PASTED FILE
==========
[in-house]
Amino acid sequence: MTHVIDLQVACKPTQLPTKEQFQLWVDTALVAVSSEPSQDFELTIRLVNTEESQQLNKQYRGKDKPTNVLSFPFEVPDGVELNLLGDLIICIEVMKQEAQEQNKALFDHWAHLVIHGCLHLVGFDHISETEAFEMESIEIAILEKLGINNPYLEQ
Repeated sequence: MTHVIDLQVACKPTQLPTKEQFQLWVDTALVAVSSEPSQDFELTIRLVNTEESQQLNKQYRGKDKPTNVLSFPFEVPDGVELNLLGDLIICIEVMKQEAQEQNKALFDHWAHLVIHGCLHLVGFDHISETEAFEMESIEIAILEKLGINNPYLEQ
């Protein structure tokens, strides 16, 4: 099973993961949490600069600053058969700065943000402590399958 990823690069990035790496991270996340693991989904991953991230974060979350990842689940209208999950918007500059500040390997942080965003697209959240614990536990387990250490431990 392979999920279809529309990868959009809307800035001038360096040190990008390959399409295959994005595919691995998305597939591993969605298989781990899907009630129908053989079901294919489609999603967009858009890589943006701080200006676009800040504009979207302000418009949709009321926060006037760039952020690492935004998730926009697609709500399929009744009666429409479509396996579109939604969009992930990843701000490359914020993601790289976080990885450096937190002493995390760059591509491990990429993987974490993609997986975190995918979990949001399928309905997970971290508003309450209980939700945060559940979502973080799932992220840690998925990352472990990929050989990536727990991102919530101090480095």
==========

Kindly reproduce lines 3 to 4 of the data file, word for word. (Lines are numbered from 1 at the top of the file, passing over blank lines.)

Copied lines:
Repeated sequence: MTHVIDLQVACKPTQLPTKEQFQLWVDTALVAVSSEPSQDFELTIRLVNTEESQQLNKQYRGKDKPTNVLSFPFEVPDGVELNLLGDLIICIEVMKQEAQEQNKALFDHWAHLVIHGCLHLVGFDHISETEAFEMESIEIAILEKLGINNPYLEQ
């Protein structure tokens, strides 16, 4: 099973993961949490600069600053058969700065943000402590399958 990823690069990035790496991270996340693991989904991953991230974060979350990842689940209208999950918007500059500040390997942080965003697209959240614990536990387990250490431990 392979999920279809529309990868959009809307800035001038360096040190990008390959399409295959994005595919691995998305597939591993969605298989781990899907009630129908053989079901294919489609999603967009858009890589943006701080200006676009800040504009979207302000418009949709009321926060006037760039952020690492935004998730926009697609709500399929009744009666429409479509396996579109939604969009992930990843701000490359914020993601790289976080990885450096937190002493995390760059591509491990990429993987974490993609997986975190995918979990949001399928309905997970971290508003309450209980939700945060559940979502973080799932992220840690998925990352472990990929050989990536727990991102919530101090480095």